Can I floss around a bridge the same way as teeth?
No, flossing around a dental bridge is different than flossing between natural teeth, to floss around a dental bridge, you will need to use a special floss threader or interdental brush to thread the floss or brush under the pontic (the prosthetic tooth) and between the bridge and the adjacent teeth. You can also use a water flosser, which is a device that uses a stream of water to clean between teeth and around dental restorations like bridges.
Regular flossing around a dental bridge helps to remove plaque and food particles from between the teeth and under the bridge, which can help prevent gum disease and decay. It is also important to maintain good oral hygiene habits like brushing twice a day and visiting the Dr Oh or Dr Estafan regularly for checkups and cleanings to keep your dental bridge and surrounding teeth healthy and strong.
Can I floss around an implant crown the same way as teeth?
Flossing around an implant crown is similar to flossing between natural teeth. This is a key difference between a single implant and a bridge. Flossing around a single implant crown is very similar to flossing around teeth - whereas floss doesn’t pass through bridges. Cleaning under a bridge involves an interdental brush or floss threader.
What are the main failure modes of dental bridges?
The main failure modes of dental bridges include:
- Decementation: Dental bridges rely on cement to hold them in place on the adjacent teeth. If the cement fails, the bridge can become loose or fall out completely.
- Fracture or chipping: Dental bridges can be made from a variety of materials, including porcelain or ceramic, which can be prone to fracturing or chipping over time. This can compromise the function and aesthetics of the bridge.
- Recurrent decay: The natural teeth that support a dental bridge can still be susceptible to decay. If decay develops under the bridge, it can compromise the stability of the bridge and lead to failure.
- Wear and tear: Over time, dental bridges can experience wear and tear from normal use, which can lead to failure. This can include wear to the natural teeth that support the bridge, or wear to the bridge itself.
- Periodontal disease: If the gums surrounding the natural teeth that support a dental bridge become infected or inflamed due to periodontal disease, it can compromise the stability of the bridge and lead to failure.
- Root canal: Teeth supporting dental bridges can sometimes need root canal. If an anchor tooth for a bridge needs a root canal, it is frequently done through the bridge without sacrificing the bridge. Thus it’s not considered catastrophic. Existing teeth with root canal teeth also may need retreatments or the roots can fracture. Retreatment can also be done through the bridge, but root fracture generally means losing that anchor (having it extracted). If and when a tooth is extracted, sometimes a new bridge can be made that incorporates more teeth, but as bridges get larger and more complex, they are more susceptible to problems. This process can take decades, but it commonly begins with the choice of an implant or bridge.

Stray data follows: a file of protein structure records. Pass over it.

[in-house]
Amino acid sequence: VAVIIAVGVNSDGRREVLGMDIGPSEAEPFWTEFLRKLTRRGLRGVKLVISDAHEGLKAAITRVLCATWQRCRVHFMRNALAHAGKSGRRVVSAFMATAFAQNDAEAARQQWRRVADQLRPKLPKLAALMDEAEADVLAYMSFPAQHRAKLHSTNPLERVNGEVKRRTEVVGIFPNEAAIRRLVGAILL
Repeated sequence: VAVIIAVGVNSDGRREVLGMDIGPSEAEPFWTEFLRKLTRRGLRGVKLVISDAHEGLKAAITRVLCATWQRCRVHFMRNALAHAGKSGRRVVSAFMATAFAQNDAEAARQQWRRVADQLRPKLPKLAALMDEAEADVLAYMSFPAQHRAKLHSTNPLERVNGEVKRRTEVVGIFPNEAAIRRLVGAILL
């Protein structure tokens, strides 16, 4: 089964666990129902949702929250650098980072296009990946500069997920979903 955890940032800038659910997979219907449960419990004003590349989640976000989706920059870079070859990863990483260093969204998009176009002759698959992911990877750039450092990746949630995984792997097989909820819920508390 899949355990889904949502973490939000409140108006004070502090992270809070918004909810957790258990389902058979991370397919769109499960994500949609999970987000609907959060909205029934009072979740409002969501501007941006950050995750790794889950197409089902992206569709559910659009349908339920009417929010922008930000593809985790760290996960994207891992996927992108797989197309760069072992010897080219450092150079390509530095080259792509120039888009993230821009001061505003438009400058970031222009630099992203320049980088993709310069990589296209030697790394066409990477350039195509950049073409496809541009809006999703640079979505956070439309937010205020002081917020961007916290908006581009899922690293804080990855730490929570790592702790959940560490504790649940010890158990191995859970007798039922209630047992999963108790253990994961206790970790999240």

It is important to maintain good oral hygiene habits like brushing and flossing regularly and visiting the Dr Oh or Dr Estafan for checkups and cleanings to help prevent these failure modes and extend the lifespan of a dental bridge.
What are the main failure modes of dental implants?
The main failure modes of dental implants include:
- Implant mobility: If an implant is not properly integrated with the surrounding bone tissue, it can become loose or mobile, leading to implant failure.
- Peri-implantitis: Peri-implantitis is a type of gum disease that can occur around dental implants. It is caused by the buildup of plaque and bacteria around the implant, which can lead to infection and bone loss. If left untreated, peri-implantitis can lead to implant failure.
- Bone loss: Dental implants rely on a strong and healthy jawbone to support them. If the jawbone begins to deteriorate or resorb, it can compromise the stability and longevity of the implant.
- Overloading: Dental implants can be overloaded if they are subjected to too much pressure or force, such as grinding or clenching of the teeth. This can lead to implant failure.
- Screw or abutment fracture: The screw or abutment that holds the implant crown in place can become damaged or fractured over time, leading to implant failure.
It is important to maintain good oral hygiene habits and visit the Dr Oh or Dr Estafan regularly for checkups and cleanings to help prevent these failure modes and ensure the long-term success of a dental implant.
Do implants get decay?
Dental implants themselves cannot get decay, as they are made of materials that are not susceptible to decay, such as titanium or zirconia. This is a major difference between implant crowns and tooth borne bridges - especially for people who are susceptible to decay (people who get cavities frequently). Since dental bridges are susceptible to decay, over time cavity-prone people are likely to need more dentistry over time - dentistry that becomes more complex incorporating root canal, and potentially extractions and more teeth. These procedures are costly in time, money, chairtime and headaches. Although implants initially may cost more money and have a longer duration of treatment, they can potentially save the patient much more in the long run. When replacing a single tooth, implants should be carefully considered before opting for a bridge. There are definitely some situations in which Dr Estafan or Dr Oh would recommend a bridge over an implant, but more often the implant is the treatment of choice.